Tuesday, March 27, 2012

500th Post!

This is my 500th blog post to My Adventures At Home!  That is pretty cool!  I was searching for a particular post the other day and realized my titles are pretty unhelpful, which is why I read virtually all of the posts on the blog.  I have to say 2010 was a pretty rockin’ year! 

I thank my sister for insisting that I start blogging.  This process has been a real blessing to me.  Not every post is all that great and I flinch when I read my own spelling and grammatical errors, but the discipline of writing for each day has given me a history worth remembering.  I have used this site to work out my ideas, vent my frustrations and share delight in my family and little life. 

Thanks for joining me on my adventures.


  1. Your "little" life? Your are a beloved child of God, created, nurtured, and forgiven beyond time. You needn't demean yourself or grovel before God or anyone.

    Living as forgiven is obviously harder than asking forgiveness, and not accepting that we are forgiven stops much good.

    Satan has an effective argument: that you aren't worthy or capable of accomplishing good. The lies are that you're too evil or insignificant for God to truly and completely forgive and heal, and that you have to keep begging, and that God's power isn't enough to heal you, and that God didn't do a good enough job of creating you!

    I'm seeing the aftermath of discouragement and hopelessness caused by these lies in several areas. And people are dying as a result.

    If God loves us, then we are beloved. By definition. Armed with that, we can march - fall down maybe, but get up. Not every tumble is vile, black sin - sometimes it is just a misstep. If we make it a bigger problem that God does, we are calling God a liar!!

    In your little life, you have saved the lives of women and babies in Sierra Leone. You didn't do it alone, but you did your part. Remember those baggies and receiving blankets? The TBAs used them as prizes for women who got prenatal and postnatal care. Because of the care, the women were better fed, better hydrated, cured of malaria, bled less, and had fewer infections. Babies lived. You did that, with your little life and little gifts.

    Nothing is little when you are feeding the hungry, healing the sick, visiting the lonely - doing justice, loving mercy, and walking humbly.

    Walking humbly does not mean crawling! It is walking with your eyes open, seeing how you are a part of a community, helping others, taking turns.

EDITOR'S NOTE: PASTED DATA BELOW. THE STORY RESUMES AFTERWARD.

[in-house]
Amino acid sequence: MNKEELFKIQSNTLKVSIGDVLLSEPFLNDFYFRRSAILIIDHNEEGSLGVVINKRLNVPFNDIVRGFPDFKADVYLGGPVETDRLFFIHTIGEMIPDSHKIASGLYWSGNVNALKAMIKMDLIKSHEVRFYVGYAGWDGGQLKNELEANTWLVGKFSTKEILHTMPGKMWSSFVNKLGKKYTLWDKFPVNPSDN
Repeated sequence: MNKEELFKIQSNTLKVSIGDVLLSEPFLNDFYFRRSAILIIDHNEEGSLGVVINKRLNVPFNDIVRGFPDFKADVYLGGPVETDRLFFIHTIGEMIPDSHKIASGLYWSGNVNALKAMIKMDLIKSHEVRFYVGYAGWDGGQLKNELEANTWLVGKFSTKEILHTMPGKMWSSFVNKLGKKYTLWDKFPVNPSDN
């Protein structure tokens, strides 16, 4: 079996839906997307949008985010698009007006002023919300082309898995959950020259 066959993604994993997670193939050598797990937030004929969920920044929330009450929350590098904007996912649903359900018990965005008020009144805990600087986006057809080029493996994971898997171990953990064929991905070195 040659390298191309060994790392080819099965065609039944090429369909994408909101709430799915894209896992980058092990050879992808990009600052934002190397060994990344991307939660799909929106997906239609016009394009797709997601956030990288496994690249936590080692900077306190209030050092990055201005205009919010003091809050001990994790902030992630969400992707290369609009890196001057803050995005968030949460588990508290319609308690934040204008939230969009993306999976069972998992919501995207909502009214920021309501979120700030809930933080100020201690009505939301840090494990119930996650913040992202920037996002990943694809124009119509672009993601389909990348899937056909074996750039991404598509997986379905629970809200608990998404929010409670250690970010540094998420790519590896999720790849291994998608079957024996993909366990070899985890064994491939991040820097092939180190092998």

2. Thanks, Mom. I struggle so much with pride. I was just praying today that I could be more humble and more loving. Last night we were talking politics and church and dreams. My dream is that people cannot honestly slander Christians because they see their marriages lack adultery and abuse, but spill over with love. They see Christians giving their time and money to love and care for the physical needs of the widows, orphans and poor. There would be no need for laws, policies or programs because christian individuals overwhelmed the need with their daily choice to live and serve. With that dream, I see how far I have to go.

  3. We have something we call "Jean's Law". Jean is an old friend. Her law is this: When you have a fear of a behavior, that behavior is very likely to be so removed from reality that the thought is ludicrous. You may worry about pride, but it is far from being your "besetting sin."

    Keep straight the differences between humility and humiliation - and we do humiliate ourselves! Humiliation is a bad thing - it destroys what God created.

    Humility is the simple recognition that the journey is still going on. That "...walk humbly with God..." line is perfect - we're on the road and need to remain aware of that. Pride is looking back and saying, "Oh, I'm so much better than everyone else in what I've done."

    To avoid pride, though, we don't need to focus 10,000 miles ahead, primarily because God has left that amazingly unclear. Often we can see only 1/4 mile. So, humility is not, "Oh, I am so far from the goal; I want to get there now, but am failing so badly at making progress." etc. Instead, humility is, "Ah, today I will give a hand to the person by me who has stumbled. I will watch for that rough place just ahead where three people have tripped. Now, I'll put a plank over that hole and a warning sign."

    And that is all that Matt 25 stuff - feeding the hungry, visiting the lonely. And this is love and the reign of God. We bring God's kingdom to people by bringing them food and medicine and clothes. We restore peace and joy by visiting and listening. That is what Jesus did and what he calls us to do.

    So we don't have to worry about "attaining heaven", but only about living as if God cared about our pain - and our neighbors' pains.

    You are absolutely right in your dream: That we will be so busy living God's reign - showing our faith in our works - that it is manifest.

    And you notice where your passion for equity, compassion, and perspective intersects the world's needs and your opportunities, then respond.



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Thanks for taking the time to talk with me!